Apr 142014
Writing through glasses 3D

Wearing and writing through glasses? Your personality can bring a story alive. But, it also functions as a lens.

What glasses do you wear?

We’re all writing through glasses of some sort. Our world-view, personality, and life experiences affect our writing.[1] Intentionally or not, we provide readers with a filter or lens.

This means that when you write about your memories, your writing is the filter through which your loved ones will come to understand the episodes of your past.

Perhaps the question makes more sense now. What type of glasses do you wear? What type of filter to do you lend to your readers? Continue reading »

Apr 102014
Slave Info sheds light

Slave information from your family tree could enlighten other researchers.

I’m excited to introduce Valerie Hughes, today’s guest poster. Valerie, a professional genealogist, recently gained insight about what to do with slave information you encounter during your family tree research.

Will You Take The Challenge?  Share Slave History from your Family Tree.

About two months ago, I joined a Black Ancestry Group on Facebook. You may think this is an odd thing to do considering I am not black. However, I did it for a specific reason, to ask a question that had been plaguing me for a long time.  The following is the question that I finally asked. Continue reading »

Apr 012014

Craft Squad Blog Hop Welcome to The Craft Squad’s Monthly Blog Hop!  This month our theme is “Hoppity Hop Hop”! What does that make you think of? Easter? Spring? Kids bouncing off the walls? Family Moments?

See how “Hoppity Hop Hop” inspired our Craft Squad members. This month I’m the first stop on the blog hop. My blog is about preserving memories; scrapbooking and paper crafting can play a huge role in sharing precious memories. Continue reading »

Mar 272014
Preserving family history info and roots

Preserving family history information will help loved ones know who you are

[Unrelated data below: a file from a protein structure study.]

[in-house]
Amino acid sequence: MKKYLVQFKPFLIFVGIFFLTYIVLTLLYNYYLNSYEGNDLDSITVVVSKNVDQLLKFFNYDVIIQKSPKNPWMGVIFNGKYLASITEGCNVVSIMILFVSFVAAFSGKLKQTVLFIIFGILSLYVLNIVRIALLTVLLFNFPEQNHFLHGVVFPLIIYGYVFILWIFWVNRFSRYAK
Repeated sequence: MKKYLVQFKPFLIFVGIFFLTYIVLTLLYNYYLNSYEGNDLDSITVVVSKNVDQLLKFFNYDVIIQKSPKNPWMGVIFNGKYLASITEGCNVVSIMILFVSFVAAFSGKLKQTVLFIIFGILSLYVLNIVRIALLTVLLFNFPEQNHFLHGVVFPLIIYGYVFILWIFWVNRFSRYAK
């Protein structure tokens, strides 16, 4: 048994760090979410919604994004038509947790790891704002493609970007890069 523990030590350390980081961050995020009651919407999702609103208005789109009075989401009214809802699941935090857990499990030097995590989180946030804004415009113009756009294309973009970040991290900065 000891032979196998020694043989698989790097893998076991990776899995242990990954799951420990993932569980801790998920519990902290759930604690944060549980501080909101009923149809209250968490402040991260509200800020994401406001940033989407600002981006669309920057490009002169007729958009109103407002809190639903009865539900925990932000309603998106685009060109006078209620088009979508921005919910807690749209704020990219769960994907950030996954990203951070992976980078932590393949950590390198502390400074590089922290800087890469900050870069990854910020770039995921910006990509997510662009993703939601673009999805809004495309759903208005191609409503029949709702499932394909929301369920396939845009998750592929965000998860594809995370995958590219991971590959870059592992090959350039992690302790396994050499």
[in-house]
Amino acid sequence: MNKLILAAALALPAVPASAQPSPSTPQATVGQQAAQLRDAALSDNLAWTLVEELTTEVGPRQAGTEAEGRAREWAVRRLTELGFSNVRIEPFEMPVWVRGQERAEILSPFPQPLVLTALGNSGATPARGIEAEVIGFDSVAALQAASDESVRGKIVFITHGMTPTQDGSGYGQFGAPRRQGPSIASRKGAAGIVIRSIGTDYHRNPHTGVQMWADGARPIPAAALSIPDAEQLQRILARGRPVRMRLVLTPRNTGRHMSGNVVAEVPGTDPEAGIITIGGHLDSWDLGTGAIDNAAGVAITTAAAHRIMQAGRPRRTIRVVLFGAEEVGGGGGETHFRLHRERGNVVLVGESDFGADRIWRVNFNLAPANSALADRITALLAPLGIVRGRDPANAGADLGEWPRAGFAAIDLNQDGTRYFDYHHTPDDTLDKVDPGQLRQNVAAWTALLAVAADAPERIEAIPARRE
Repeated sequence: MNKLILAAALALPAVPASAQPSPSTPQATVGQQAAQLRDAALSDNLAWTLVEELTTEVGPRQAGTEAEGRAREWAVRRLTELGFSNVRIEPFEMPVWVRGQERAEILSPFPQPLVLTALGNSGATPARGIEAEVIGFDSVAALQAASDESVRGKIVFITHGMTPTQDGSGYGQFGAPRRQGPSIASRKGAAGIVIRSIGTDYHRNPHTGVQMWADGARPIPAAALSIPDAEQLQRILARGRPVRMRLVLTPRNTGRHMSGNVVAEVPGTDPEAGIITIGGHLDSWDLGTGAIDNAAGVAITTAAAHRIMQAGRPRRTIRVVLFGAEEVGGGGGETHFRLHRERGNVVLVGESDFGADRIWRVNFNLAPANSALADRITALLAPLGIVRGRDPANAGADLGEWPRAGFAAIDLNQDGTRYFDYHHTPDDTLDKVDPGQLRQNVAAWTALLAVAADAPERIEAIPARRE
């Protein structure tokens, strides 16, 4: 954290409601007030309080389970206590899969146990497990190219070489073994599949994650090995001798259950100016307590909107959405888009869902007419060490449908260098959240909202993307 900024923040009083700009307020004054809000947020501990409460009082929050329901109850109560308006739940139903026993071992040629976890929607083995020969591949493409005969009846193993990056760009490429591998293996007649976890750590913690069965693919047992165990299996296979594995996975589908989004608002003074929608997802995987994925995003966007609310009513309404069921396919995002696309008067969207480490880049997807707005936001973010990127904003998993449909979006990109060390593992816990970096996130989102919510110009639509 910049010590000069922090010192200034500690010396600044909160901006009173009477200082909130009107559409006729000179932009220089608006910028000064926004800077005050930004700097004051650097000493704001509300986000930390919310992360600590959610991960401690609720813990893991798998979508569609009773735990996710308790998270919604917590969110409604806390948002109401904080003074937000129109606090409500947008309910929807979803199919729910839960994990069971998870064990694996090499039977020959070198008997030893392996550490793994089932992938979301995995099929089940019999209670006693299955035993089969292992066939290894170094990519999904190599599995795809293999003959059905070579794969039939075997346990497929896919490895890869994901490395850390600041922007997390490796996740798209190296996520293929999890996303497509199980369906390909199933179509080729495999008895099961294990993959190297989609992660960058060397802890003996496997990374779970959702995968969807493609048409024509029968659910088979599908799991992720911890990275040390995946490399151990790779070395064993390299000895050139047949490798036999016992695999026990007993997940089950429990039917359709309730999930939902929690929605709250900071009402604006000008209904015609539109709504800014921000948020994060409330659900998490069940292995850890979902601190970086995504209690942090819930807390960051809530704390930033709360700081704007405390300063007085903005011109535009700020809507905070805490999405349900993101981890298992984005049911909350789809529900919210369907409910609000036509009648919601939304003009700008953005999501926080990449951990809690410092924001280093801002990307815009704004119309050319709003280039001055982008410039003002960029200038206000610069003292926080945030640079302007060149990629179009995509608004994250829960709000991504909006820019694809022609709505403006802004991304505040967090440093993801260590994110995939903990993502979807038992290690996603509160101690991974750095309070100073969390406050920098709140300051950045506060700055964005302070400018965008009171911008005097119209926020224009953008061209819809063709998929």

“Let your roots show” isn’t something likely to go over well over drinks on a girls’ night out. However, the same comment might be warmly received by a group of family history buffs. They’d wonder how they could do that, short of getting their pedigree chart screen-printed on a sweatshirt.

Whether you’re a certified genealogist or just writing down a few stories, you need to let your roots show. Preserving family history information will be a true gift for loved ones. Knowing where you’ve come from will help loved ones understand who you are. Even if you haven’t been tracing your roots, there’s a lot you can do. Continue reading »

Mar 202014
Stories of pregnancy and childbirth through pictures

Love stories include stories of pregnancy and childbirth

Often, when we look at our parents’, grandparents’, and ancestors’ history, the stories of pregnancy and childbirth are sparse. Without an eye-witness account, these chapters of your family history often remain unwritten.

Ask your Relatives for Stories of Pregnancy and Childbirth

With today’s technology, it’s easy for moms- and dads-to-be to share the progress of pregnancy and the details of childbirth with the world. It’s a fun way to connect with loved ones that previous generations didn’t have.